ATLANTA (AP) — An Atlanta-area sheriff is accused of punishing inmates by strapping them into a restraining chair for hours even though they posed no threat and were following instructions. Now a jury must decide whether he violated men’s civil rights.
A federal grand jury in April 2021 indicted Clayton County Sheriff Victor Hill, saying he violated the civil rights of four people in his care. Three other alleged victims were added in later charges. Prosecutors say placing the seven men in restraint chairs was unnecessary, used improperly as punishment and causing pain and bodily harm.
Jury selection is scheduled to begin Wednesday and the process is expected to take at least two weeks.
Billing himself as “The Crime Fighter,” Hill uses Batman imagery on social media and in campaign ads. Since he first became sheriff in 2005, he’s been a controversial figure, attracting both fans and critics. This will be his second trial on criminal charges. Clayton County voters brought him back to office in 2012 while facing indictment on charges of using his office for personal gain – charges he ultimately defeated.
Hill and his attorneys said his charges were baseless and politically motivated.
“We strongly assert that Sheriff Hill used legal and recognized law enforcement techniques throughout his tenure and never exceeded his lawful authority,” defense attorneys Drew Findling and Marissa Goldberg said in a statement. “[With]the commencement of the trial in this case, the process will begin to restore him to his constitutionally elected position as Clayton County Sheriff.”
Governor Brian Kemp suspended Hill in June 2021 pending clarification of the charges.
The US Attorney’s Office declined to comment. When Hill was first charged, then-US Attorney Kurt Erskine said the sheriff’s alleged actions not only harmed inmates but also undermined public confidence in law enforcement.
According to prosecutors, Hill approved a policy stating that the restraint chair can be used on a violent or uncontrollable person to prevent injury or property damage when other techniques don’t work, and that the chair “will never be approved as a form of punishment.” .
The latest indictment describes what prosecutors say happened when each man was taken to the Clayton County Jail in Jonesboro, a suburb south of Atlanta.
In April 2020, an MP arrested a teenager accused of vandalizing his family’s home during an argument with his mother. The deputy sent Hill a photo of the teenager in a squad car.
“How old is he?” According to an indictment, Hill texted.
“17,” the deputy replied.
“Chair,” Hill replied.
Also that month, Hill called a man in another county who was having a dispute with one of Hill’s deputies over landscaping pay. Hill confronted the landscaper by phone and text message, then ordered a deputy the next day to issue a warrant for his arrest for communications harassment, the indictment said. After Hill ordered the man to turn himself in, he dispatched a fugitive group to try to arrest the man for the crime, the indictment said.
The man hired an attorney and turned himself in. He cooperated with prison staff, but then Hill came and ordered him to be put in the restraint chair, the indictment says.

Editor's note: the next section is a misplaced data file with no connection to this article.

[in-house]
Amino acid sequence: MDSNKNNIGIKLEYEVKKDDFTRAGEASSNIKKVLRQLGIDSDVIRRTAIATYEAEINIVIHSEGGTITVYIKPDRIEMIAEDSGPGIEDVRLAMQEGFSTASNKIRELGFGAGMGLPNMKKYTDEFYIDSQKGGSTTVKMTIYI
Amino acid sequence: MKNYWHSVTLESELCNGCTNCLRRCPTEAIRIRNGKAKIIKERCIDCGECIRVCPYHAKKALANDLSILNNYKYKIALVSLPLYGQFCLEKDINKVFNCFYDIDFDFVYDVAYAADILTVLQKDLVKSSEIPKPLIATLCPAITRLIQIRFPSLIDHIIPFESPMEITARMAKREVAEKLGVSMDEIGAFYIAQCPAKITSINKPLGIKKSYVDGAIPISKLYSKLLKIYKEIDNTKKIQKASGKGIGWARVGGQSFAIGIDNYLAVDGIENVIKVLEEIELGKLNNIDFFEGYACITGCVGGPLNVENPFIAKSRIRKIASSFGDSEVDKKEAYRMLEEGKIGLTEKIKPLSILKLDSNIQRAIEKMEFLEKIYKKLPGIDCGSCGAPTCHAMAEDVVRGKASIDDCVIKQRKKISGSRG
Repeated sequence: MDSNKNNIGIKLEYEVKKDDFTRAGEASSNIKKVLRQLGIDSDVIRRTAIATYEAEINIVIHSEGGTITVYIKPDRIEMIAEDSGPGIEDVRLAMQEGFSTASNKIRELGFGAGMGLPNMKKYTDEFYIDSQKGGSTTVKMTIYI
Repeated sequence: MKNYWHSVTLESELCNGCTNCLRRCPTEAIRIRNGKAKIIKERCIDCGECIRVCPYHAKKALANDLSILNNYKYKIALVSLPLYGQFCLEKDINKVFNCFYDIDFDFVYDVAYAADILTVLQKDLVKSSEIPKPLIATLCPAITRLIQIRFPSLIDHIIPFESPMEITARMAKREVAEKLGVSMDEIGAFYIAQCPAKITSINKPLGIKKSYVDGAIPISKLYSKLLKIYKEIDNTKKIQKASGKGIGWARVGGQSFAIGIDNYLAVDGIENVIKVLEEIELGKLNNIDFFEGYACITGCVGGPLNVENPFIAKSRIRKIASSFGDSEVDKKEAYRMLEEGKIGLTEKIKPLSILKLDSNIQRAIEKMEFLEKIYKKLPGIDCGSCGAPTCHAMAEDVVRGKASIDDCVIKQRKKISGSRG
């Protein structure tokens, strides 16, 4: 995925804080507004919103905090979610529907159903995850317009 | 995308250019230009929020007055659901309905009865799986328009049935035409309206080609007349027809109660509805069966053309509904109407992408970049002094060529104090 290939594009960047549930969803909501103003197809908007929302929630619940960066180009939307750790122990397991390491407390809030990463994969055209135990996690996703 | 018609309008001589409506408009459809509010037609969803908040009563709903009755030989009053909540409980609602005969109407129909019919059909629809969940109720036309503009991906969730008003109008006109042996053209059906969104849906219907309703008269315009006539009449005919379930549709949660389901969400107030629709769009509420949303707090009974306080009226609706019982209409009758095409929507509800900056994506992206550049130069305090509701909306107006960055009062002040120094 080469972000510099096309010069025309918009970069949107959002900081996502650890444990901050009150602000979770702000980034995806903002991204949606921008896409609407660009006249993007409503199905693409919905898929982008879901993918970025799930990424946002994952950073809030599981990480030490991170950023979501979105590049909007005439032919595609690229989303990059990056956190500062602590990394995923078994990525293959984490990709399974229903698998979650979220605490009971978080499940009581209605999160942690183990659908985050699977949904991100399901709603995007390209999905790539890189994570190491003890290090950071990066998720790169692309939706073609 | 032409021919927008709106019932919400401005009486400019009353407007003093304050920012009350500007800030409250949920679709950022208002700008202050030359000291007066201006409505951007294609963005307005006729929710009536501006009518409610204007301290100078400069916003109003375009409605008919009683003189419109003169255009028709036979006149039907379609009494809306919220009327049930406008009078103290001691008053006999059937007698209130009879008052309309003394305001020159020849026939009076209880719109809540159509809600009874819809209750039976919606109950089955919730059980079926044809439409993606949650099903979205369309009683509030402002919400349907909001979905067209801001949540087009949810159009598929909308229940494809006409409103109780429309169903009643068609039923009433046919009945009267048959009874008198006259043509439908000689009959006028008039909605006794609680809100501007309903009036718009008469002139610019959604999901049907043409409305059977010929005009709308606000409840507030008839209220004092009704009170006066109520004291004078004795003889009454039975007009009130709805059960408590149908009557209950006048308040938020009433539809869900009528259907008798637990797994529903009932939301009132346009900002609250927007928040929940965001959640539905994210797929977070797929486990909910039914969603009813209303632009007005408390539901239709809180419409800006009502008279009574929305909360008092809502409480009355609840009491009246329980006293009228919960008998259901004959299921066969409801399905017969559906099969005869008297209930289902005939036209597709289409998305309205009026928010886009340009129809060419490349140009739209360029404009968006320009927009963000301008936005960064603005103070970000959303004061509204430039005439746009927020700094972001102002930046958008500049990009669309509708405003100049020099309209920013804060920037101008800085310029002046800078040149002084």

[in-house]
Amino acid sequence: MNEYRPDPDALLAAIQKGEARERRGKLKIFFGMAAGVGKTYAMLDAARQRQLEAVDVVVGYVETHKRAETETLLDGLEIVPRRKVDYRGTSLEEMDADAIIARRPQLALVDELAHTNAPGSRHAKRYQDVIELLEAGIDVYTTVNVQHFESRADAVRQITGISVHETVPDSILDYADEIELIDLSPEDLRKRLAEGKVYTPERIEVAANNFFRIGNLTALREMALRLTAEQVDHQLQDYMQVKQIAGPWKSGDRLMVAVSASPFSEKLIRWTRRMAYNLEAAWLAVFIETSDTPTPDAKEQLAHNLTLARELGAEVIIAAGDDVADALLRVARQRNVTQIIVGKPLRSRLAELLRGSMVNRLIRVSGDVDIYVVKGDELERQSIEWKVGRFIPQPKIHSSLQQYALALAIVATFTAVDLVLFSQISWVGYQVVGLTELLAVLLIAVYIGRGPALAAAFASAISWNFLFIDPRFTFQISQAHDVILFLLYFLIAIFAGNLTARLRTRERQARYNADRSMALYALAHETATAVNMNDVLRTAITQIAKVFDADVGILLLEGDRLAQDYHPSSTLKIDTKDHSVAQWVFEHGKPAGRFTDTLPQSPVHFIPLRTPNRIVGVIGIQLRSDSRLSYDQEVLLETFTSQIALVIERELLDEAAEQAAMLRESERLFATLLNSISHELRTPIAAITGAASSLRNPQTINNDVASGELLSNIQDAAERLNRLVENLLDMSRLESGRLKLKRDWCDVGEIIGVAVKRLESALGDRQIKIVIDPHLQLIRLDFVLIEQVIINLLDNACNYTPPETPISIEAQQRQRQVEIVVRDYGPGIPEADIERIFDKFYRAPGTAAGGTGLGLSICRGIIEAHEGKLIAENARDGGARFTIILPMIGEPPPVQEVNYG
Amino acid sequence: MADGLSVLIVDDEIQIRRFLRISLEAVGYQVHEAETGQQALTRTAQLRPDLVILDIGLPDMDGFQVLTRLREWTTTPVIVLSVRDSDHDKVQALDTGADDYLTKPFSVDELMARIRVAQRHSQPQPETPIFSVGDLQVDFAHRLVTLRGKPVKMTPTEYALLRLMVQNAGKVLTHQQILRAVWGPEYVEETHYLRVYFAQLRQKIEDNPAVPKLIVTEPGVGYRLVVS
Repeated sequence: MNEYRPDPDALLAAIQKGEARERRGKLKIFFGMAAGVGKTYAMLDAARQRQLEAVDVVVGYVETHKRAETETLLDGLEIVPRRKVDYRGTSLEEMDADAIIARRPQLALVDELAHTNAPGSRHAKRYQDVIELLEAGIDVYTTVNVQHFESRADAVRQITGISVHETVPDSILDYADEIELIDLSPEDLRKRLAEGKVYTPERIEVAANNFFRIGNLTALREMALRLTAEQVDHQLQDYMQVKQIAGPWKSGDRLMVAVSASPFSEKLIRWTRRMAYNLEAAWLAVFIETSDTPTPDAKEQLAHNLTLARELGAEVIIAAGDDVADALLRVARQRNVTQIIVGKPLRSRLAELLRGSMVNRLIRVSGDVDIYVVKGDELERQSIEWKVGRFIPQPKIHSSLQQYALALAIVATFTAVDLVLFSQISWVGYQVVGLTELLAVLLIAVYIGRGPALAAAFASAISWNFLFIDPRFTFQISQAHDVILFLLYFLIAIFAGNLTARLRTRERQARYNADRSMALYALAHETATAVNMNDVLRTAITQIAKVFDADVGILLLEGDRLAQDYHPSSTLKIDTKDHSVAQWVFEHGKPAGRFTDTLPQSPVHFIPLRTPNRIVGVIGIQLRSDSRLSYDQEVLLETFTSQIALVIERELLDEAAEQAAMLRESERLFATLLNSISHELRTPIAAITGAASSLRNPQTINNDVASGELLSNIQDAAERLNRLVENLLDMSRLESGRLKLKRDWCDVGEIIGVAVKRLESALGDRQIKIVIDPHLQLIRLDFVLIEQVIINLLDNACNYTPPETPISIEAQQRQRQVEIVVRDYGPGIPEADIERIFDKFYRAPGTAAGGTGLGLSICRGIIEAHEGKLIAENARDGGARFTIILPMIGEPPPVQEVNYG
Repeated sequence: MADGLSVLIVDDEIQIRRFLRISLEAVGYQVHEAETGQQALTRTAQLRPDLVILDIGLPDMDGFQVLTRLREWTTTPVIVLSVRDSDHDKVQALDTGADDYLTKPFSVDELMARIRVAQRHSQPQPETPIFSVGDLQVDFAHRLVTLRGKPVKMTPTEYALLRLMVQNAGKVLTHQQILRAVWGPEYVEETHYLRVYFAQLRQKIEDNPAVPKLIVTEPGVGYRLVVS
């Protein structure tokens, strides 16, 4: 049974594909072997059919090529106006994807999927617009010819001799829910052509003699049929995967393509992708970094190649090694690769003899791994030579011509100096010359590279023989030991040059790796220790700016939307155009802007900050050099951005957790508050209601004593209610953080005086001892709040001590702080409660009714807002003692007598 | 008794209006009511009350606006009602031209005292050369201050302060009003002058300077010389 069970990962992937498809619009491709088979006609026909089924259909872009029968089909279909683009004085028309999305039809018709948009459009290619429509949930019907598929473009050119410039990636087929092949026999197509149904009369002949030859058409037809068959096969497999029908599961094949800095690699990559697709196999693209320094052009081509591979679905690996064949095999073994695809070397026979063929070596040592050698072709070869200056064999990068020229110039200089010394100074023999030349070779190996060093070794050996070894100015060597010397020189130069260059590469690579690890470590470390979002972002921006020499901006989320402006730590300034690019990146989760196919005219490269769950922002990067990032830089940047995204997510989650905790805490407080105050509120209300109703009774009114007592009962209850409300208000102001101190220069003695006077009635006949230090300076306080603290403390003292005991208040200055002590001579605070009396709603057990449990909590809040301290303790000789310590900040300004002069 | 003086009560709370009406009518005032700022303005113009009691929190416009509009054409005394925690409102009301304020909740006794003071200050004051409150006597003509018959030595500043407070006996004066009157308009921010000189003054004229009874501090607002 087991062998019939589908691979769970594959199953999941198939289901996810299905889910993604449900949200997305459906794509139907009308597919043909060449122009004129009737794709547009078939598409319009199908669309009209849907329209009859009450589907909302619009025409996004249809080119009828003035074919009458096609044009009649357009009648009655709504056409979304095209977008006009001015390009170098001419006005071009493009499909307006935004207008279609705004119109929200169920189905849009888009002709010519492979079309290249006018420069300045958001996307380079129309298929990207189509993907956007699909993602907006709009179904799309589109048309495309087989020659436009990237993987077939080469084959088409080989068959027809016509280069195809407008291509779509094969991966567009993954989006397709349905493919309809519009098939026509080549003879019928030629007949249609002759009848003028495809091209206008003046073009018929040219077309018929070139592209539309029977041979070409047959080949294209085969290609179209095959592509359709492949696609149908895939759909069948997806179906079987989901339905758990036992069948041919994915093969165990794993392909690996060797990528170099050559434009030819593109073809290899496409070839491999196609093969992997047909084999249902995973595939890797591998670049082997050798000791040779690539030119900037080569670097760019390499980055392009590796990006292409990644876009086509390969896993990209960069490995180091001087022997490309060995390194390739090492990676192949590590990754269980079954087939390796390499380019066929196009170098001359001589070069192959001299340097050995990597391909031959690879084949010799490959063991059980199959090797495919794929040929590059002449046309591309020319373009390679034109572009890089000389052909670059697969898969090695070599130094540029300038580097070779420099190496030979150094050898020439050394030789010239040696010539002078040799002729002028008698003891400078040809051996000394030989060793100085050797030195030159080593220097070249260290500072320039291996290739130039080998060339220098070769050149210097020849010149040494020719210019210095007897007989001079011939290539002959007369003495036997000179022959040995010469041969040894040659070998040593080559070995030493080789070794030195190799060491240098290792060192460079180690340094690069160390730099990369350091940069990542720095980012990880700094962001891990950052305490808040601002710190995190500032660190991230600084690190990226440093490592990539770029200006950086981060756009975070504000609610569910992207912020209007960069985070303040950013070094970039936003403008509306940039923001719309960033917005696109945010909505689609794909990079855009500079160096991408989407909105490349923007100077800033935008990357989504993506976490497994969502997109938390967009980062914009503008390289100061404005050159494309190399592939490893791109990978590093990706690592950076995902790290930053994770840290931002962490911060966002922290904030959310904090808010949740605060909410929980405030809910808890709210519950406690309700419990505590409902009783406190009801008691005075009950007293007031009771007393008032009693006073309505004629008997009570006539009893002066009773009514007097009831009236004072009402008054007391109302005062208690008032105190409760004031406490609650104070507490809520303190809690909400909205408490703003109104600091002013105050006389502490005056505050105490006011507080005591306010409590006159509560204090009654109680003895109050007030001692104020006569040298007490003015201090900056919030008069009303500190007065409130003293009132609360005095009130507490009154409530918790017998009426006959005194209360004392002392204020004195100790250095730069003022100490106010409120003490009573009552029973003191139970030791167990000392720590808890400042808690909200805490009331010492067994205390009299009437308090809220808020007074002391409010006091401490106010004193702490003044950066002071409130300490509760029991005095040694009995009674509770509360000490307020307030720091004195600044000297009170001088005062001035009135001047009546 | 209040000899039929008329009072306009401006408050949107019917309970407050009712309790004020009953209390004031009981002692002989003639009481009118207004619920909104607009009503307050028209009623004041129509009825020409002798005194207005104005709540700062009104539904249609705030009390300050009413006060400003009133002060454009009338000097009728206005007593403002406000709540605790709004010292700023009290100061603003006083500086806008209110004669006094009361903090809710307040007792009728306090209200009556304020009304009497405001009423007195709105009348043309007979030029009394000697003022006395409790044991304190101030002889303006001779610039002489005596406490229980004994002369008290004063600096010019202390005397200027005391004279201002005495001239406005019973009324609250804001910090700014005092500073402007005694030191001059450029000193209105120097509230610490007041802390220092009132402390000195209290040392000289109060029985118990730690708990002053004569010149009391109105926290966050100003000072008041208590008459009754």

A man arrested in May 2020 for speeding and driving with a suspended license was also strapped into the restraining chair on Hill’s orders. An employee from the sheriff’s office then pulled a hood over the man’s head and punched him twice in the face, causing bleeding, according to the indictment.
Hill also ordered the other four men to be seated in the chair, some staying so long they urinated on the chair, the indictment said. The alleged victims are expected to testify in court.
Hill fired 27 deputies on his first day in office in 2005, and his tough stance on crime included using a tank owned by the sheriff’s office in drug raids.
He lost re-election in 2008 and was charged in early 2012 with corruption crimes stemming from his first term. As with the current charges, his defense team blamed attacks by political rivals. Despite continuing to face charges during elections later that year, he defeated the man who had beaten him four years earlier. A jury later acquitted him of all 27 charges.
Hill raised eyebrows again in May 2015 when he shot and injured a woman at a show home in Gwinnett County, north of Atlanta. He and the woman said the shooting was an accident that happened while they were practicing police tactics. Hill did not plead a reckless behavior charge in August 2016.
In a ruling on pretrial motions, US District Judge Eleanor Ross made it clear that she wants the trial, which begins this week, to be closely based on the current charges.
Prosecutors may not present evidence of other alleged uses of violence in the prison or the general conditions there. Nor can they discuss previous lawsuits against Hill or his suspension from the governor. They are also barred from making arguments about alleged retaliation against prison employees and Hill’s obstruction. His affinity with Batman is also taboo.
Hill’s attorneys cannot compare his charges to other cases of alleged misconduct by law enforcement officials. Nor can they mention his good deeds or imply that his suspension negatively impacted Clayton County. They also cannot discuss the detainees’ behavior unless it directly relates to the arrests related to their alleged ill-treatment.
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